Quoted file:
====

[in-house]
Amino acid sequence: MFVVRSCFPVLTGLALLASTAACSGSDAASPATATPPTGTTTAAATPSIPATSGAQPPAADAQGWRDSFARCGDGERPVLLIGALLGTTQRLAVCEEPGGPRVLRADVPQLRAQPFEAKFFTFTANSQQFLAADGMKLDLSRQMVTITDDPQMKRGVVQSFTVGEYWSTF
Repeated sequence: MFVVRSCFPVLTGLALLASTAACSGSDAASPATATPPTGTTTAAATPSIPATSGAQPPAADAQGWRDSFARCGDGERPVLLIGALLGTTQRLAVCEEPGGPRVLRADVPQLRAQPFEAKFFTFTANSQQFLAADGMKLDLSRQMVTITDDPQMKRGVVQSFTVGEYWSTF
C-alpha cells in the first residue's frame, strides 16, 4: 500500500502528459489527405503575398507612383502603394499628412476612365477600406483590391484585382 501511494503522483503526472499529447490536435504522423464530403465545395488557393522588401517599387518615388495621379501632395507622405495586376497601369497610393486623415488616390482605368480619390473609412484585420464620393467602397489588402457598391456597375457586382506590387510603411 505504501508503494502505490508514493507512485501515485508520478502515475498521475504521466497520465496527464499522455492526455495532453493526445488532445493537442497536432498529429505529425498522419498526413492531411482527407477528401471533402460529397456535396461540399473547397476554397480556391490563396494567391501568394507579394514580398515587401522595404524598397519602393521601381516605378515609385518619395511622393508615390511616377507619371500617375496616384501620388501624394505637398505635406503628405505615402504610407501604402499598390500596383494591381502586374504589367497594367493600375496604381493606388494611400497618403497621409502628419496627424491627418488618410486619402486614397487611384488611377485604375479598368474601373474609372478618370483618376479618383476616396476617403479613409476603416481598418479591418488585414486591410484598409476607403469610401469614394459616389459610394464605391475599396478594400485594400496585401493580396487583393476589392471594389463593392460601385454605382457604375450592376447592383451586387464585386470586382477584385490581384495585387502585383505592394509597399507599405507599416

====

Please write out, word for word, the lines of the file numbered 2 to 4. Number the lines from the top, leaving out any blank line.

Amino acid sequence: MFVVRSCFPVLTGLALLASTAACSGSDAASPATATPPTGTTTAAATPSIPATSGAQPPAADAQGWRDSFARCGDGERPVLLIGALLGTTQRLAVCEEPGGPRVLRADVPQLRAQPFEAKFFTFTANSQQFLAADGMKLDLSRQMVTITDDPQMKRGVVQSFTVGEYWSTF
Repeated sequence: MFVVRSCFPVLTGLALLASTAACSGSDAASPATATPPTGTTTAAATPSIPATSGAQPPAADAQGWRDSFARCGDGERPVLLIGALLGTTQRLAVCEEPGGPRVLRADVPQLRAQPFEAKFFTFTANSQQFLAADGMKLDLSRQMVTITDDPQMKRGVVQSFTVGEYWSTF
C-alpha cells in the first residue's frame, strides 16, 4: 500500500502528459489527405503575398507612383502603394499628412476612365477600406483590391484585382 501511494503522483503526472499529447490536435504522423464530403465545395488557393522588401517599387518615388495621379501632395507622405495586376497601369497610393486623415488616390482605368480619390473609412484585420464620393467602397489588402457598391456597375457586382506590387510603411 505504501508503494502505490508514493507512485501515485508520478502515475498521475504521466497520465496527464499522455492526455495532453493526445488532445493537442497536432498529429505529425498522419498526413492531411482527407477528401471533402460529397456535396461540399473547397476554397480556391490563396494567391501568394507579394514580398515587401522595404524598397519602393521601381516605378515609385518619395511622393508615390511616377507619371500617375496616384501620388501624394505637398505635406503628405505615402504610407501604402499598390500596383494591381502586374504589367497594367493600375496604381493606388494611400497618403497621409502628419496627424491627418488618410486619402486614397487611384488611377485604375479598368474601373474609372478618370483618376479618383476616396476617403479613409476603416481598418479591418488585414486591410484598409476607403469610401469614394459616389459610394464605391475599396478594400485594400496585401493580396487583393476589392471594389463593392460601385454605382457604375450592376447592383451586387464585386470586382477584385490581384495585387502585383505592394509597399507599405507599416